The Florida Legislature wants a lot less "sunshine" in the high-profile searches for presidents of state colleges and universities. Lawmakers are again pushing bills that would keep the names of campus presidential candidates secret until the final days before a decision is made. But there's strong opposition to this idea and passage won't come easy. Steve Bousquet reports.
As we just heard from Steve Bousquet, the a persistent desire by some in the Florida Legislature to shield public college and university presidential searches from public scrutiny is back for the umpteenth time. The arguments remain the same. Supporters say the state’s open records laws keep good people away because they don’t want employers to know their job hunting. Opponents argue sunshine is the best disinfectant and fear closing such high-profile jobs from public access will create an environment of cronyism. Is either true? Lynn Hatter spoke with Zach Smith of the executive search firm Witt Kieffer to get an idea on what happens behind the scenes. The firm has worked in both open and confidential states.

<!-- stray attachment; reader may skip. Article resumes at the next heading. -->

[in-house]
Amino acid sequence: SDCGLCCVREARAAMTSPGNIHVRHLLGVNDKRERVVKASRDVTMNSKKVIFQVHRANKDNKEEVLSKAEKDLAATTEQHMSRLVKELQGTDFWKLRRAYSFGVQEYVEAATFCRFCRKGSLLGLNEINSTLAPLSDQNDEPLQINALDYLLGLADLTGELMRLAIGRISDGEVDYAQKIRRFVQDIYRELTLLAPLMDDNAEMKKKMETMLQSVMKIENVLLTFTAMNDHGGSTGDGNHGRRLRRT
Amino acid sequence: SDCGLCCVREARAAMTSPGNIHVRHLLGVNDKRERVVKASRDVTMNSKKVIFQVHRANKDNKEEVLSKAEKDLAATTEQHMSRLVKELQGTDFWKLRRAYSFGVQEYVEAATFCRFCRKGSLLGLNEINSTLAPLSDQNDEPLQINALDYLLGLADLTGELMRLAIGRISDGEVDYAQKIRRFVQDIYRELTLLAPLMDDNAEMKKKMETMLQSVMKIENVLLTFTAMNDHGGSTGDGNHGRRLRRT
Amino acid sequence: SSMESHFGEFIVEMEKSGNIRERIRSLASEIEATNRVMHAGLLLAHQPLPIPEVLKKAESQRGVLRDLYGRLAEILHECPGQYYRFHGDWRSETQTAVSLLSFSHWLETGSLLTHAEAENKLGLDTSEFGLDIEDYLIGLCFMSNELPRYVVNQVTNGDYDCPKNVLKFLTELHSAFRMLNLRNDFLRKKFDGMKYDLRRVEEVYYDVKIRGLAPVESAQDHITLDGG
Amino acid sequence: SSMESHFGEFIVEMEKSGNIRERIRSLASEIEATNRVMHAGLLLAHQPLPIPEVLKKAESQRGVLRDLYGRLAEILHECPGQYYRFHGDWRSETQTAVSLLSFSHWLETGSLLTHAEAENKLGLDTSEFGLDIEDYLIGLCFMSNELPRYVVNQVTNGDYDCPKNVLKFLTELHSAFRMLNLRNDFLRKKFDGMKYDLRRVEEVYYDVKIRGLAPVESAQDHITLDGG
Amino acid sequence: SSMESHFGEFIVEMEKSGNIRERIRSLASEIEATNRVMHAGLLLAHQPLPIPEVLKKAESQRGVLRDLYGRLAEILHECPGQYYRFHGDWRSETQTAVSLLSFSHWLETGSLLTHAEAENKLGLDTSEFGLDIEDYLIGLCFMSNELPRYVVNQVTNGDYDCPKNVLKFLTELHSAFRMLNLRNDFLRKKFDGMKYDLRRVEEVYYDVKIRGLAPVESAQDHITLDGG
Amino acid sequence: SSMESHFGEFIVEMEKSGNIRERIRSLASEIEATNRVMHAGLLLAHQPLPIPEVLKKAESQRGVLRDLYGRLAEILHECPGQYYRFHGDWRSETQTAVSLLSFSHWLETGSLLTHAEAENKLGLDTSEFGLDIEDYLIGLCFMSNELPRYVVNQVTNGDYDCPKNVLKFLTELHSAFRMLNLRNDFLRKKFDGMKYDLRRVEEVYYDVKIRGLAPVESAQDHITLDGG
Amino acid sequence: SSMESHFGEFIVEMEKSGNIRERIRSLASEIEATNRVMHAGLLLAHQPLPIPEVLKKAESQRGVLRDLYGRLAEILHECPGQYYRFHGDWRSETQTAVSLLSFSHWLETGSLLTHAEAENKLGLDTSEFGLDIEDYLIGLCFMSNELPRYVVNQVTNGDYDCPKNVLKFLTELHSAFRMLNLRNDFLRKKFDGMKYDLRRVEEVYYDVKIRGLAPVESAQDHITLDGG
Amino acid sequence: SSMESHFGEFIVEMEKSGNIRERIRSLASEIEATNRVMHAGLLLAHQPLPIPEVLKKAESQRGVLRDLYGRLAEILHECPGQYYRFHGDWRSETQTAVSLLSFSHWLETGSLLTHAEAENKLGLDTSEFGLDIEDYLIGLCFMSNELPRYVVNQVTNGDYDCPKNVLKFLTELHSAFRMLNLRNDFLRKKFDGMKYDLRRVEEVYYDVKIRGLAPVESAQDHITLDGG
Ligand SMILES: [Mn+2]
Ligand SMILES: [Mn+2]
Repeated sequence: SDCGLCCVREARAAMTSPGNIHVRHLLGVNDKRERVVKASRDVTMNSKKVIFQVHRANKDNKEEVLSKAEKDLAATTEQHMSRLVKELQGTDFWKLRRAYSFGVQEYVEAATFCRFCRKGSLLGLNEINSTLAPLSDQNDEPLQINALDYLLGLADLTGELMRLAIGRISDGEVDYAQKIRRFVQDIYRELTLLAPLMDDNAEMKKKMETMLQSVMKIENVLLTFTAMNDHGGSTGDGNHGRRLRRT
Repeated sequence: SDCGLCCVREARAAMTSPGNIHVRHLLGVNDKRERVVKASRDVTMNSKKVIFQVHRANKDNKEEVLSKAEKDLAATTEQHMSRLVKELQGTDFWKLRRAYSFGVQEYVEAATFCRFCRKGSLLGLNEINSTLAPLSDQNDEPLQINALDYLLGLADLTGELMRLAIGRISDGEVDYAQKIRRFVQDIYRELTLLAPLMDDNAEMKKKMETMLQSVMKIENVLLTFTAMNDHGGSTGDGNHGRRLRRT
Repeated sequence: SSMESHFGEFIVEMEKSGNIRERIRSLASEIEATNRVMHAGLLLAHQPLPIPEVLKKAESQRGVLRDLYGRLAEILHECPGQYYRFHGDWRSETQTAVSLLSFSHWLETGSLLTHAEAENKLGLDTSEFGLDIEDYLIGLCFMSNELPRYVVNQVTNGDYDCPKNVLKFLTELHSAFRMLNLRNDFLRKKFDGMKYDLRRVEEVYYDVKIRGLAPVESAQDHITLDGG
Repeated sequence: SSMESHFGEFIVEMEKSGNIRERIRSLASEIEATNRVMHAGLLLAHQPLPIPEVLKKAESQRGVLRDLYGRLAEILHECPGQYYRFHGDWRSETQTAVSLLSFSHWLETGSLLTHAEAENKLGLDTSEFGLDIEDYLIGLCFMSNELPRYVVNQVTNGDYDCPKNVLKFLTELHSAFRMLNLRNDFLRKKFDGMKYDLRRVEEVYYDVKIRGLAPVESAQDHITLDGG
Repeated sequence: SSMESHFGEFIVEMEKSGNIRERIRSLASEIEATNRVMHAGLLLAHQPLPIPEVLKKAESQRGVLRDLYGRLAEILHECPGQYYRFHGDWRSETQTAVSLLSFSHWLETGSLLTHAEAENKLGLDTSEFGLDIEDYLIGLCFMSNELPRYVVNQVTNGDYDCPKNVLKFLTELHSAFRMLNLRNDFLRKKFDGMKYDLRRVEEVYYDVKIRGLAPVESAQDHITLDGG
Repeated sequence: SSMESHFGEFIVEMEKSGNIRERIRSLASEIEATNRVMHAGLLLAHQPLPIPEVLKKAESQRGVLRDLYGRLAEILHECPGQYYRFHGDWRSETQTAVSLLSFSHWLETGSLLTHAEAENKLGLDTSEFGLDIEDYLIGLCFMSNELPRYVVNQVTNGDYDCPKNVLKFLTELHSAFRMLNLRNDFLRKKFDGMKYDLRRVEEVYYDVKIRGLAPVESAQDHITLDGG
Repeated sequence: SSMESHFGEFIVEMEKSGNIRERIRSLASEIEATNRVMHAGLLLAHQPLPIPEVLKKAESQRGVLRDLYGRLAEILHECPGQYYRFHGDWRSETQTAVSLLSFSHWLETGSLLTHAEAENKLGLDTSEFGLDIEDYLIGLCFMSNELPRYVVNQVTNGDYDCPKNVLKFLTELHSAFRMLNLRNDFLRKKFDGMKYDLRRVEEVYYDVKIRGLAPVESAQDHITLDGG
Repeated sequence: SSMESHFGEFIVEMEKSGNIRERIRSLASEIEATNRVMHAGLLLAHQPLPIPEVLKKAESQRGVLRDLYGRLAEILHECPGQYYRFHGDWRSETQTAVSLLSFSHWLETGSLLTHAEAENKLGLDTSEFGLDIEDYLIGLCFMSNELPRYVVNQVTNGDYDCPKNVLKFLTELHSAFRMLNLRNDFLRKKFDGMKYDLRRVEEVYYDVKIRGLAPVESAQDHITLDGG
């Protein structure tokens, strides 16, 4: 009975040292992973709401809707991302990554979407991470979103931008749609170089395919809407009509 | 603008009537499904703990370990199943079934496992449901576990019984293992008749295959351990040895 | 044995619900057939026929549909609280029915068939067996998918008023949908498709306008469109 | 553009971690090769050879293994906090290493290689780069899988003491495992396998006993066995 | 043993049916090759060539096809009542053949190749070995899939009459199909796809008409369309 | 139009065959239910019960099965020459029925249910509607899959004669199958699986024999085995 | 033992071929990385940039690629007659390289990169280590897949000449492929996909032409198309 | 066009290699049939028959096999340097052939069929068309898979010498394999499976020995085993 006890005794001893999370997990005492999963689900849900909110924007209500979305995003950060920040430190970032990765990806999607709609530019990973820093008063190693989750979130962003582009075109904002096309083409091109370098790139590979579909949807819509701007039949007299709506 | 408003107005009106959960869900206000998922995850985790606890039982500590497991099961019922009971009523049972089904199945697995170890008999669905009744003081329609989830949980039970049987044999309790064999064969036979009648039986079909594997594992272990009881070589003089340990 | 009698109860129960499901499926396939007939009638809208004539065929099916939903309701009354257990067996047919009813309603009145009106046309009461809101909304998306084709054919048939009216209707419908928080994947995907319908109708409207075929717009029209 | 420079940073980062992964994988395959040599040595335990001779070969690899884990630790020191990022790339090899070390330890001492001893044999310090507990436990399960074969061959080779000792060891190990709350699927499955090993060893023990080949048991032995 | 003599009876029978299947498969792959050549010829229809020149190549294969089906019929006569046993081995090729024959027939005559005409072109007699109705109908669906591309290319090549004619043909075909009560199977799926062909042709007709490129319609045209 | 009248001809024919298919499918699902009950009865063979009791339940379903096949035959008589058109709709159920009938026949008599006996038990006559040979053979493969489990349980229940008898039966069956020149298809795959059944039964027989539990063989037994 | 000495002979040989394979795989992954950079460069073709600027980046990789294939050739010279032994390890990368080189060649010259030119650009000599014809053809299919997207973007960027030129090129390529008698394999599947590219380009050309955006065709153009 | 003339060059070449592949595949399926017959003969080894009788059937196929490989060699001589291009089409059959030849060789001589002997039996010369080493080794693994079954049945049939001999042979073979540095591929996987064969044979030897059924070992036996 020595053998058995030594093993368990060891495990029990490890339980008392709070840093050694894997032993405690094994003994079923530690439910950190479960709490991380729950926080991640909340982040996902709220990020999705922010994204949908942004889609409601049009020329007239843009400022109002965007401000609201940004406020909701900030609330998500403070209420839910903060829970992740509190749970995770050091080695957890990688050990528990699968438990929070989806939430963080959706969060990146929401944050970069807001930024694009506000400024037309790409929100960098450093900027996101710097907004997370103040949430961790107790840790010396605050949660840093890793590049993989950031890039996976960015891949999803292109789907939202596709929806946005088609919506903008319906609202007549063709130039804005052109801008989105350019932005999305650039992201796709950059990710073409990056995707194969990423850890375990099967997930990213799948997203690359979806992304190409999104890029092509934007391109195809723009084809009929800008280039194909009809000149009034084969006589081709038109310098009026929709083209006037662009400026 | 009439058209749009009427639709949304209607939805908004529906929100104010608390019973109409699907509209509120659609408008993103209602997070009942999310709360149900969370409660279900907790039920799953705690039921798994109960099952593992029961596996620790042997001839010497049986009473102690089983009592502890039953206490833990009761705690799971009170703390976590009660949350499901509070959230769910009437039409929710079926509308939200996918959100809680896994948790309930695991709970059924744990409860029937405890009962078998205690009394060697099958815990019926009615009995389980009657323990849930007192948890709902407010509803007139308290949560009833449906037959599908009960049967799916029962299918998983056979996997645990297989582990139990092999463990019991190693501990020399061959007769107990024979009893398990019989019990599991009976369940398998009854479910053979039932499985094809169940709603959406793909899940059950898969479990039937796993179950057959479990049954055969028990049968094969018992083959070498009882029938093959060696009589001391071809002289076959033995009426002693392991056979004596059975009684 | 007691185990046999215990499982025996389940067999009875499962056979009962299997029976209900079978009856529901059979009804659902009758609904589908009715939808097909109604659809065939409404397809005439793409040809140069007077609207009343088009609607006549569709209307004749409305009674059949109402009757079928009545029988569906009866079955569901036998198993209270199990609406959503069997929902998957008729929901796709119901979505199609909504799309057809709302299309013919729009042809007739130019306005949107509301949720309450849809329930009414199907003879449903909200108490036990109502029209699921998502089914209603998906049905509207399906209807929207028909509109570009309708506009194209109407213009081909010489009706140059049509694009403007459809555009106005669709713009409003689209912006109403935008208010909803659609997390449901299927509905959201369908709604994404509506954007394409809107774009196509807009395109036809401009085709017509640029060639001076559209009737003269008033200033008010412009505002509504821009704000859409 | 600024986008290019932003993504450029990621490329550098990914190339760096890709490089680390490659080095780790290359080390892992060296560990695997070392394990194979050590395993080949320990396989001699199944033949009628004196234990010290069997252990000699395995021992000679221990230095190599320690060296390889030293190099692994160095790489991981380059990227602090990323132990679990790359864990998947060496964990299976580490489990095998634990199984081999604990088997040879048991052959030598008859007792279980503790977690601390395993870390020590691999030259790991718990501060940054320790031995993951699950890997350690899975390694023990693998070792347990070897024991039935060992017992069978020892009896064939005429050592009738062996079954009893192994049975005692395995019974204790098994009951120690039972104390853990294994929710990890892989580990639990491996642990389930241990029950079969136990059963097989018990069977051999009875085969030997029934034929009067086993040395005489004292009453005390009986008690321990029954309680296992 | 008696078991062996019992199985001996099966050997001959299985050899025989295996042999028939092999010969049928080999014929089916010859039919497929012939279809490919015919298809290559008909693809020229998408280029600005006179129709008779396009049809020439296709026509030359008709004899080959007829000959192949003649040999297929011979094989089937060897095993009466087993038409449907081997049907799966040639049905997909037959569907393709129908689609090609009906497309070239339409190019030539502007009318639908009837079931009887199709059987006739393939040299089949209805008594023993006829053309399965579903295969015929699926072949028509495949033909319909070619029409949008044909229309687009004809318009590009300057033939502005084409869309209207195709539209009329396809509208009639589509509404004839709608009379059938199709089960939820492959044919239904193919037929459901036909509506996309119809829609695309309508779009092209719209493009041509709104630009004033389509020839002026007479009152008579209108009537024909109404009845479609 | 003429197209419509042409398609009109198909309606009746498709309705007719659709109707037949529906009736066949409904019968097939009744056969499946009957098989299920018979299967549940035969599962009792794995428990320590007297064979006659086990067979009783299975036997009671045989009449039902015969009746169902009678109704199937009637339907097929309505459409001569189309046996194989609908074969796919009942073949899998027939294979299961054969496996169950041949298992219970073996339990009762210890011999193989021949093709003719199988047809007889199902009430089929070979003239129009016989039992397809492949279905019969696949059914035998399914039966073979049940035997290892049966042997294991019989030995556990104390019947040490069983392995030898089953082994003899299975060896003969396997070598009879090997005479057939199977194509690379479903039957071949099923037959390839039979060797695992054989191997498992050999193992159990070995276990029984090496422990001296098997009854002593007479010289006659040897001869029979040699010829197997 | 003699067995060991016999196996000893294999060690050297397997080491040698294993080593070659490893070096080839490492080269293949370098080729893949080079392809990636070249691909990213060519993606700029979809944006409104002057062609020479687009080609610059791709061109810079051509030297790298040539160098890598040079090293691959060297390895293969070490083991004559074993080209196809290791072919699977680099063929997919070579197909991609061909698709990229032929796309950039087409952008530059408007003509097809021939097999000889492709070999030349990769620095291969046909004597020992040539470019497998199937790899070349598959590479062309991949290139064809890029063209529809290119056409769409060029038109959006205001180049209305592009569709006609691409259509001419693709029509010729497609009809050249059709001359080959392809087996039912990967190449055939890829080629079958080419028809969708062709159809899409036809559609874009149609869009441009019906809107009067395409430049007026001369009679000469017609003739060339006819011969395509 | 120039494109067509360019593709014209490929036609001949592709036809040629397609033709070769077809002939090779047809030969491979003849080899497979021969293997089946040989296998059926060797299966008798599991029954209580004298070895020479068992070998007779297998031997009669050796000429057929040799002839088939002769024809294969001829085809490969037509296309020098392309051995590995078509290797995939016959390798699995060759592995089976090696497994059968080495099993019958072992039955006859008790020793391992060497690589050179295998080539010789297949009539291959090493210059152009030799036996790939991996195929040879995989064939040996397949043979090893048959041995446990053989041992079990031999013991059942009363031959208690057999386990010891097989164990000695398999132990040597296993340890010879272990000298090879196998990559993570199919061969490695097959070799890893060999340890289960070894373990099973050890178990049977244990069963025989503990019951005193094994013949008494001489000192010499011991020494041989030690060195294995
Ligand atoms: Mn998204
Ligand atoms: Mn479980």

Florida lawmakers want to tax companies that let drivers rent out their cars. A proposal in the legislature would apply the same surcharge regular rental car companies pay to transactions made through apps like Turo (TUR-ro). But Blaise Gainey reports the same companies say they aren’t rental car agencies and shouldn’t be treated as such.
Florida lawmakers want to ban for-profit eye banks. Eye banks retrieve, store, and help deliver corneas to people who need them. The industry has been dominated by non-profit groups, but Robbie Gaffney reports that trend is changing.
Gina Jordan has a preview of tomorrow’s Capitol action.
Not long ago, Florida enhanced the ABLE United program. That’s a savings plan for the families of people who have disabilities and works a bit like the Florida Prepaid program for college savings. Tom Flanigan talked to ABLE United “Ambassador” Elizabeth Ricci, whose daughter is a beneficiary of the plan.